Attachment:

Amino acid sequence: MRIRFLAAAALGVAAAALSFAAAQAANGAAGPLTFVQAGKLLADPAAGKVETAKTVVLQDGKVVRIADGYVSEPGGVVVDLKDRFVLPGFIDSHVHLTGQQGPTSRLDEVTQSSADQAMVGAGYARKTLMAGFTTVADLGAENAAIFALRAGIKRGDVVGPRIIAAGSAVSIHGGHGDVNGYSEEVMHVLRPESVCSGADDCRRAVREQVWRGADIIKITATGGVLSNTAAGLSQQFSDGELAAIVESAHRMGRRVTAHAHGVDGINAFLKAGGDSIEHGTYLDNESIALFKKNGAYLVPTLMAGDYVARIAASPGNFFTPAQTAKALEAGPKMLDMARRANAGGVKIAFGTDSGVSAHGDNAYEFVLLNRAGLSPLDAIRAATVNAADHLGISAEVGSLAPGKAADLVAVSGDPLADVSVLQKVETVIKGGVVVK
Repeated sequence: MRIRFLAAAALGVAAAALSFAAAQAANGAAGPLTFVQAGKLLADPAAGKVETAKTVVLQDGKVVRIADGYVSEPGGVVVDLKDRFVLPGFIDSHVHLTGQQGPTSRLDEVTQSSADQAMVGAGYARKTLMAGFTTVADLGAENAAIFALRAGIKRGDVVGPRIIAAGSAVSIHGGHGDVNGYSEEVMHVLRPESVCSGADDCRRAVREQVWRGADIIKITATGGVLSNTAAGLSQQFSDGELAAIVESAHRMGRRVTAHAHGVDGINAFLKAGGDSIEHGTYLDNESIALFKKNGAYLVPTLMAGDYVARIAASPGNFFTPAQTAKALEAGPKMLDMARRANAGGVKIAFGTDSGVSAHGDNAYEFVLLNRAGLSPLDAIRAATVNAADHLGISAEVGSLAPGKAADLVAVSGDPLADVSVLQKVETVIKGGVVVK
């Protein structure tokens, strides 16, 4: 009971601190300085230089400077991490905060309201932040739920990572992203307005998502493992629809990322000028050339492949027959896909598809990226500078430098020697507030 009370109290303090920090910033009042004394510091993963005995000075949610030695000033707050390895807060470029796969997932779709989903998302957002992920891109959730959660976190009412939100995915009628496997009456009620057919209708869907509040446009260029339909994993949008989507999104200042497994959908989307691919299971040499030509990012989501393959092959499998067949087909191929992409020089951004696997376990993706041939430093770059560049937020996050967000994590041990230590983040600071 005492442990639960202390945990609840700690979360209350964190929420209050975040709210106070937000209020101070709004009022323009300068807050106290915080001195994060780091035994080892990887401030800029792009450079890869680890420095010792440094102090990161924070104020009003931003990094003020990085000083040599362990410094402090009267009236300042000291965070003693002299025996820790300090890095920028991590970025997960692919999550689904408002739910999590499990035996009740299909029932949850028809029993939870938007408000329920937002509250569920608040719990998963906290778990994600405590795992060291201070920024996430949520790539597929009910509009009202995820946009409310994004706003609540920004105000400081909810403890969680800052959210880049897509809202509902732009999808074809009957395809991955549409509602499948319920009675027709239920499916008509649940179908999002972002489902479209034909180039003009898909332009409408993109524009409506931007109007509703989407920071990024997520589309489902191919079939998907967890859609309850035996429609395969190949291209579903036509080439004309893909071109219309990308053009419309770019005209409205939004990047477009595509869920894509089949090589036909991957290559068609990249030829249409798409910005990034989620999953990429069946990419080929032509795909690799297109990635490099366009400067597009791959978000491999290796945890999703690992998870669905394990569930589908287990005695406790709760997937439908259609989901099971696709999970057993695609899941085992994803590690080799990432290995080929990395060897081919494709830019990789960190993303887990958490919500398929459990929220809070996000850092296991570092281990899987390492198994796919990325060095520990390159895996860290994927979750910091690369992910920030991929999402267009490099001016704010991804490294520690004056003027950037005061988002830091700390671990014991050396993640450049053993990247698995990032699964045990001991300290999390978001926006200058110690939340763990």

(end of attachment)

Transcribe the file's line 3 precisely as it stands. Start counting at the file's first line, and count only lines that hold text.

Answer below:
């Protein structure tokens, strides 16, 4: 009971601190300085230089400077991490905060309201932040739920990572992203307005998502493992629809990322000028050339492949027959896909598809990226500078430098020697507030 009370109290303090920090910033009042004394510091993963005995000075949610030695000033707050390895807060470029796969997932779709989903998302957002992920891109959730959660976190009412939100995915009628496997009456009620057919209708869907509040446009260029339909994993949008989507999104200042497994959908989307691919299971040499030509990012989501393959092959499998067949087909191929992409020089951004696997376990993706041939430093770059560049937020996050967000994590041990230590983040600071 005492442990639960202390945990609840700690979360209350964190929420209050975040709210106070937000209020101070709004009022323009300068807050106290915080001195994060780091035994080892990887401030800029792009450079890869680890420095010792440094102090990161924070104020009003931003990094003020990085000083040599362990410094402090009267009236300042000291965070003693002299025996820790300090890095920028991590970025997960692919999550689904408002739910999590499990035996009740299909029932949850028809029993939870938007408000329920937002509250569920608040719990998963906290778990994600405590795992060291201070920024996430949520790539597929009910509009009202995820946009409310994004706003609540920004105000400081909810403890969680800052959210880049897509809202509902732009999808074809009957395809991955549409509602499948319920009675027709239920499916008509649940179908999002972002489902479209034909180039003009898909332009409408993109524009409506931007109007509703989407920071990024997520589309489902191919079939998907967890859609309850035996429609395969190949291209579903036509080439004309893909071109219309990308053009419309770019005209409205939004990047477009595509869920894509089949090589036909991957290559068609990249030829249409798409910005990034989620999953990429069946990419080929032509795909690799297109990635490099366009400067597009791959978000491999290796945890999703690992998870669905394990569930589908287990005695406790709760997937439908259609989901099971696709999970057993695609899941085992994803590690080799990432290995080929990395060897081919494709830019990789960190993303887990958490919500398929459990929220809070996000850092296991570092281990899987390492198994796919990325060095520990390159895996860290994927979750910091690369992910920030991929999402267009490099001016704010991804490294520690004056003027950037005061988002830091700390671990014991050396993640450049053993990247698995990032699964045990001991300290999390978001926006200058110690939340763990």